Chapter two, The Evaluation of the TOEFL (pp. 27-54), written by Carol A. Taylor and Paul Angelis is a historical account of the new TOEFL from 1961 to the present day. This chapter establishes its scope by asking four questions: “Did similar issues exist in 1961 when the first version of the TOEFL was conceived? How was the construct of language proficiency defined for the first TOEFL? What type of test tasks did the test consist of? How was validation approached?” (p. 27).  Answering these questions will broaden the horizon for the reader of the book in that they will get a clue how different language theories such as that proposed by Carroll (1961) affected the structure of the TOEFL. The first TOEFL description is summarized in Table 2.1 (p. 29) and test content and all validation issues in this phase of test construction are mentioned in brief. The book then moves to the second and third revision programs of the test and arrives at the “Goal for the New TOEFL” depicted in page 43. This chapter concludes in pointing at the “advisory meeting” and the studies on the computer-based version of the test by experts and researchers.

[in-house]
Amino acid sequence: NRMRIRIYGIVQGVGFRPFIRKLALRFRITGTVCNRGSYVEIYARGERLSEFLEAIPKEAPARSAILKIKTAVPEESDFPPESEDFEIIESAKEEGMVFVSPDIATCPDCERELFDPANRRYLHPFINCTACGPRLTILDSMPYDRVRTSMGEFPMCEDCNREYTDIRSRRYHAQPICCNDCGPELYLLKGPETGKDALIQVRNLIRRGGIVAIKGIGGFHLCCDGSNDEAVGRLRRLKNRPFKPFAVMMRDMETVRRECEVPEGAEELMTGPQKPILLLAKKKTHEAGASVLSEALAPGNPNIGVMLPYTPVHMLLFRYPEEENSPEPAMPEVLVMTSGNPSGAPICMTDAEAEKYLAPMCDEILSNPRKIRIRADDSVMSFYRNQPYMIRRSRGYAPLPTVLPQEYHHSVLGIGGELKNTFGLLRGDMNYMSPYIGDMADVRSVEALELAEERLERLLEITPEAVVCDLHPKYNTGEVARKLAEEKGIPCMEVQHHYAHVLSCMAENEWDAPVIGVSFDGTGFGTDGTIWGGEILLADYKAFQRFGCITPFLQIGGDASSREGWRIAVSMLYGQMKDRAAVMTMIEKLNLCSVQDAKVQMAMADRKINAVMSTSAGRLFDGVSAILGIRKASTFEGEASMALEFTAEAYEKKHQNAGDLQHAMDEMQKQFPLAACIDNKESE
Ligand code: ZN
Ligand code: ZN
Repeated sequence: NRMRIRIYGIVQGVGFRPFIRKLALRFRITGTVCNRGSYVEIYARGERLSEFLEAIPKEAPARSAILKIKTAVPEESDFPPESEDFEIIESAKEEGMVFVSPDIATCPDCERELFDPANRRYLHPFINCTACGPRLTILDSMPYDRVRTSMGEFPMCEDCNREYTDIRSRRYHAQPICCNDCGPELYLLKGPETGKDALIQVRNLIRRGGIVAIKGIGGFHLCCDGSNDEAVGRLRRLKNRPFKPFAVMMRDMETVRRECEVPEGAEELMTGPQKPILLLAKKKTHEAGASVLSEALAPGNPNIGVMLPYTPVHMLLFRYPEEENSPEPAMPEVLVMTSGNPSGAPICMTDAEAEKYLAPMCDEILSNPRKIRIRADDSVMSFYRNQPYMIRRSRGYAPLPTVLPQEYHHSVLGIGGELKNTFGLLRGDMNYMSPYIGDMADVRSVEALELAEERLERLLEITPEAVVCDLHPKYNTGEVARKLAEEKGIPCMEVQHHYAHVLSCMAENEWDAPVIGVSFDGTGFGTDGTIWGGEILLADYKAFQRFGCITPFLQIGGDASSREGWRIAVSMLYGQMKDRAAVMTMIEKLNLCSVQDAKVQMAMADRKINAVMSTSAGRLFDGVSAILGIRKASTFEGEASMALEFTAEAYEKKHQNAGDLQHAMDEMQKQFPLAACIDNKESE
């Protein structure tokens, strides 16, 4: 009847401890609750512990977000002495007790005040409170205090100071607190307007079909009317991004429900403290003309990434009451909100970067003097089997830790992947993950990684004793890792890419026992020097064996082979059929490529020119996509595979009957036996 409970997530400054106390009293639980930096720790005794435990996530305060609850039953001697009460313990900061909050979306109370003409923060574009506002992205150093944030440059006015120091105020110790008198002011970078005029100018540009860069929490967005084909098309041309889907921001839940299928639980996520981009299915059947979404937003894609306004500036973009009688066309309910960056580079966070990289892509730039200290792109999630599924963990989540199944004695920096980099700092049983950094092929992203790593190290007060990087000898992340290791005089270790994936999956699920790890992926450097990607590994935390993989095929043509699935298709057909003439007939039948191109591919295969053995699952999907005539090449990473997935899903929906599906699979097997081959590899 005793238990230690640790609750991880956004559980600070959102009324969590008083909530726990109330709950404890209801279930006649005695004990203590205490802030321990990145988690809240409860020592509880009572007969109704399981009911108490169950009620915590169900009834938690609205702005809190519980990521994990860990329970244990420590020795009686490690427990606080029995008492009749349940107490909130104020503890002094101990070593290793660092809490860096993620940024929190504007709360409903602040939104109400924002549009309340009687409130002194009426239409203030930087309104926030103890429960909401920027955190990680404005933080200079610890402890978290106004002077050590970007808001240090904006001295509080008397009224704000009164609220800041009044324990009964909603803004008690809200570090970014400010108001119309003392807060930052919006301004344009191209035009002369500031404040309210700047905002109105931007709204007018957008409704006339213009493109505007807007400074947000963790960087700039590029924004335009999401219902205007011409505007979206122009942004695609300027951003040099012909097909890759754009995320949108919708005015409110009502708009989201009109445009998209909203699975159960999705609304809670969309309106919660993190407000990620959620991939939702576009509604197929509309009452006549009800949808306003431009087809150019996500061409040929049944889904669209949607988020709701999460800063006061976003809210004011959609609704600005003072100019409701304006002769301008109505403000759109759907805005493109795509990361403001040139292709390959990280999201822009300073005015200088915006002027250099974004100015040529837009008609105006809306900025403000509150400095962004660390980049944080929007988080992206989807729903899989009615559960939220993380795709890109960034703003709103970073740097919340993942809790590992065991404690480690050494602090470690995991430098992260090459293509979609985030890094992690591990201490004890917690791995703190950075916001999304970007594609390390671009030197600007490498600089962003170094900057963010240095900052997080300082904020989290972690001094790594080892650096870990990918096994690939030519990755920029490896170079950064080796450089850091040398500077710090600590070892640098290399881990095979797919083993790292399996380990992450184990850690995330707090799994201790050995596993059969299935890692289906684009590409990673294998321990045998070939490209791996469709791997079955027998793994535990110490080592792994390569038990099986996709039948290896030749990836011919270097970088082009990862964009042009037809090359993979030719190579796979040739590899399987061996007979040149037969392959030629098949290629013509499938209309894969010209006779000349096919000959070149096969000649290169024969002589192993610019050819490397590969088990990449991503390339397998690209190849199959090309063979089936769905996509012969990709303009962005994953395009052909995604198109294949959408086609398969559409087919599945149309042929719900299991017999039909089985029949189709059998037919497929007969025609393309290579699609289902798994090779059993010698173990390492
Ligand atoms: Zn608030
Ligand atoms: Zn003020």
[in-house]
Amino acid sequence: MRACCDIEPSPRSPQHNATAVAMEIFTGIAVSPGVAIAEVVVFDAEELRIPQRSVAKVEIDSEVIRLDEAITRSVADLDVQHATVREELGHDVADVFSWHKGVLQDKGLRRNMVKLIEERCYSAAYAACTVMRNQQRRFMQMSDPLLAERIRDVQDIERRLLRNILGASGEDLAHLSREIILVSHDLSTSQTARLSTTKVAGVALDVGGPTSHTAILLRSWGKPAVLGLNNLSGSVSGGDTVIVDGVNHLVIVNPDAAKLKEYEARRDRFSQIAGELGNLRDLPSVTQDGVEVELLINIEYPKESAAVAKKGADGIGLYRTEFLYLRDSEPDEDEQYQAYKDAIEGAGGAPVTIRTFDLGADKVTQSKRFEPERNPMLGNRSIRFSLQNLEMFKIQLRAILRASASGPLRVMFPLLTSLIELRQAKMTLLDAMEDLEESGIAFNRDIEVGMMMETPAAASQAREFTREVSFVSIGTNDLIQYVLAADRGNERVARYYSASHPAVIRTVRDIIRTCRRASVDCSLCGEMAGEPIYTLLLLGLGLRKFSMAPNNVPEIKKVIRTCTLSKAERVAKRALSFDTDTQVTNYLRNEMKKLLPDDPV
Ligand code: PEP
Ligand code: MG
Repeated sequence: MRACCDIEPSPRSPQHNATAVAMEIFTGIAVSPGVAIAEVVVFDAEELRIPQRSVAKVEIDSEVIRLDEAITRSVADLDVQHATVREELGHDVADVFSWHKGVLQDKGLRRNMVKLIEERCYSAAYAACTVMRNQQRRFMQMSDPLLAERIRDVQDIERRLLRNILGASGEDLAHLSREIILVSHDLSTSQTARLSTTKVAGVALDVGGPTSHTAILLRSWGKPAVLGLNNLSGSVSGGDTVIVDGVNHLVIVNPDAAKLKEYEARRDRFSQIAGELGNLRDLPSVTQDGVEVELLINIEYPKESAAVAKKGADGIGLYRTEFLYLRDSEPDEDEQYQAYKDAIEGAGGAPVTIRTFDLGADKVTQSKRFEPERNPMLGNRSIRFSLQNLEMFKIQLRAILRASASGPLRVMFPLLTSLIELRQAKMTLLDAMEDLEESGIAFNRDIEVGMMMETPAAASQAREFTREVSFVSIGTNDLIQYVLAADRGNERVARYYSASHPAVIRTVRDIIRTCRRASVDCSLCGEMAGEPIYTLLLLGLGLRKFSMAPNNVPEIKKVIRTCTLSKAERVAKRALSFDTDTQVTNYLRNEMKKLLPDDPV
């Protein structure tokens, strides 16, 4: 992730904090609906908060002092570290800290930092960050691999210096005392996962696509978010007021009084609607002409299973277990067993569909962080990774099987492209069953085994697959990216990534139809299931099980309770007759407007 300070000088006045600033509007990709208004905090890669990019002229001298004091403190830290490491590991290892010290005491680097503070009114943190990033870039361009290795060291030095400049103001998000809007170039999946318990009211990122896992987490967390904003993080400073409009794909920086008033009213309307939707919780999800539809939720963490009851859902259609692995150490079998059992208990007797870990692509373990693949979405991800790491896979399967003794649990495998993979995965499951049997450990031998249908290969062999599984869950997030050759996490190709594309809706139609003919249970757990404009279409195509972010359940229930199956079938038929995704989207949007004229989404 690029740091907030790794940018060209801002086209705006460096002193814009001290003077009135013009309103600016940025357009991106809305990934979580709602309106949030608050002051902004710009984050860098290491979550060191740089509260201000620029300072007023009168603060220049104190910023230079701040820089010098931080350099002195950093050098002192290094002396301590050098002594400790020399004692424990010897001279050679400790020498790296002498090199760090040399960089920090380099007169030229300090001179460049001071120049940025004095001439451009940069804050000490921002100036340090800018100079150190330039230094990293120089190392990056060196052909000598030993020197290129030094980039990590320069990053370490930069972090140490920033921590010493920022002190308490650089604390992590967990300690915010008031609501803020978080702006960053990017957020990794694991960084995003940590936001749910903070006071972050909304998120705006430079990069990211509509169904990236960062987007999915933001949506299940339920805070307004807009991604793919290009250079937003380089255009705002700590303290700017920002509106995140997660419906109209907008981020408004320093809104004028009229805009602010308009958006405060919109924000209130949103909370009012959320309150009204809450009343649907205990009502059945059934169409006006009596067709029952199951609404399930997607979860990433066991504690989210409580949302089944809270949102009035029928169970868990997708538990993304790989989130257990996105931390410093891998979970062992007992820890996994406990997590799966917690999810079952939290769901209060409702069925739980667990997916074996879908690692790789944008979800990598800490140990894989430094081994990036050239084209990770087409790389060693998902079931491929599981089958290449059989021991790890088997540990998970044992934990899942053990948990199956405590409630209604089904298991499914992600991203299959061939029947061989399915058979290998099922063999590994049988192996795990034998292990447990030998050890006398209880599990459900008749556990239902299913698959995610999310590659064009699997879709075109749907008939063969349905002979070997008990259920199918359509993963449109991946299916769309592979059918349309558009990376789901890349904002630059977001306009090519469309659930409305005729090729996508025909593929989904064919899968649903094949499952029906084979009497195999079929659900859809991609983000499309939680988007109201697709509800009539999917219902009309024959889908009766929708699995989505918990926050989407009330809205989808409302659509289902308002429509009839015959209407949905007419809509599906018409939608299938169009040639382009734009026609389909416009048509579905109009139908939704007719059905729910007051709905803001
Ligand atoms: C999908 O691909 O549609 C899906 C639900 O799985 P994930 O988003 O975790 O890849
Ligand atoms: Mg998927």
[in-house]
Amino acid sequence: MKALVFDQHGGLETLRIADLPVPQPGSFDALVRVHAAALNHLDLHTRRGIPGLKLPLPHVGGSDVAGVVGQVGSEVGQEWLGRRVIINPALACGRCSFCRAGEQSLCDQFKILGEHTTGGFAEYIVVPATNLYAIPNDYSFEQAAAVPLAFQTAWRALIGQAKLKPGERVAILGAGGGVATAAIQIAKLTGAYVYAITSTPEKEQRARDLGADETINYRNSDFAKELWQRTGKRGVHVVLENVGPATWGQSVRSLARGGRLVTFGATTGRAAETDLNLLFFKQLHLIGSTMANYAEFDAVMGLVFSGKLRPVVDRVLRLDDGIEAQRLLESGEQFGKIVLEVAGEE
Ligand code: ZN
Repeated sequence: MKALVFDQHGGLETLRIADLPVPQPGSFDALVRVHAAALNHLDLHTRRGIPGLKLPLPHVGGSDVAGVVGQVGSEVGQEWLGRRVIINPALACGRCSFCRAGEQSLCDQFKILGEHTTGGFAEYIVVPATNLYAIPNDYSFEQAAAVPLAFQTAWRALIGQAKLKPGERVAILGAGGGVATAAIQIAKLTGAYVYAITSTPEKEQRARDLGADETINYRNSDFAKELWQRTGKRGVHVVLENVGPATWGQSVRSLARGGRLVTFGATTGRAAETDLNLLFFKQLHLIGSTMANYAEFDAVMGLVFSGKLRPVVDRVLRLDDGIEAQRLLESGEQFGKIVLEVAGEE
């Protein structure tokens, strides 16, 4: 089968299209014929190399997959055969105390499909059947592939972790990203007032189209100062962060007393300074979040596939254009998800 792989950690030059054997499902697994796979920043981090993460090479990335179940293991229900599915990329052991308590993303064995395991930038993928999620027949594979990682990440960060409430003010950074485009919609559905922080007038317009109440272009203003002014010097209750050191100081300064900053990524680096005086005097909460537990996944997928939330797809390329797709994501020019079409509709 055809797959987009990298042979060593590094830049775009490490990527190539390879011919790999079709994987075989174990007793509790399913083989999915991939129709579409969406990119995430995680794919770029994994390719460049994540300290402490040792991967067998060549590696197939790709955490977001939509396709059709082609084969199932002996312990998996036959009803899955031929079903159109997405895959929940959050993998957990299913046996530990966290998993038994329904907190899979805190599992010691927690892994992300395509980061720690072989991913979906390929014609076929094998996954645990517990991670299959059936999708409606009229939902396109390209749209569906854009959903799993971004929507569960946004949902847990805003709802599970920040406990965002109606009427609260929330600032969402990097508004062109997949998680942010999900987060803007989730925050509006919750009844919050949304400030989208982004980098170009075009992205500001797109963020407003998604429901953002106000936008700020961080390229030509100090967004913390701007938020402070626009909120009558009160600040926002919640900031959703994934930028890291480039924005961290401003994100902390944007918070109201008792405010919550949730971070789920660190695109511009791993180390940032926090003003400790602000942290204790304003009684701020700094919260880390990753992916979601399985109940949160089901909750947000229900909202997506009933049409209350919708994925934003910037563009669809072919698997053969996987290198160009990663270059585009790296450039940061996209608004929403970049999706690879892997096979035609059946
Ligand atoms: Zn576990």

Chapter three (p. 96), Frameworks for the New TOEFL, is written by Joan M. Tamieson, Daniel Eigner, William Grabe, and Anthony John Kunnan. This chapter is the extension of the previous chapter and takes on from where chapter two concludes, i.e., the 1990s. In this episode of the TOEFL history, “the challenge was to articulate a framework incorporating communicative competence to underlie score interpretation” (p. 55). As mentioned above, readers can find referencing to chapters prior to or following any section throughout the book, which makes the book uniform. This chapter also refers to the previous chapter to elaborate on the score interpretation. So, all assumptions and inferences which start from domain description _ in the new TOEFL to define the domain, Jamieson, Jones, Kirsch, Mosenthal, and Taylor (2000) have suggested considering situation, text material, and test rubric _ and end in extrapolation are raised and tabulated clearly. Also, some frameworks are proposed for the four language skills assessed in the new TOEFL, i.e., listening, reading, speaking, and writing. The usage of the Item Response Theory to handle polytomous data and also the rationale behind the integrated tasks, which are unprecedented in the history of EAP testing, are two more issues explicated in this chapter. For readers who would like to learn about the TOEFL 2000 Framework, this chapter is the most informative section of the book.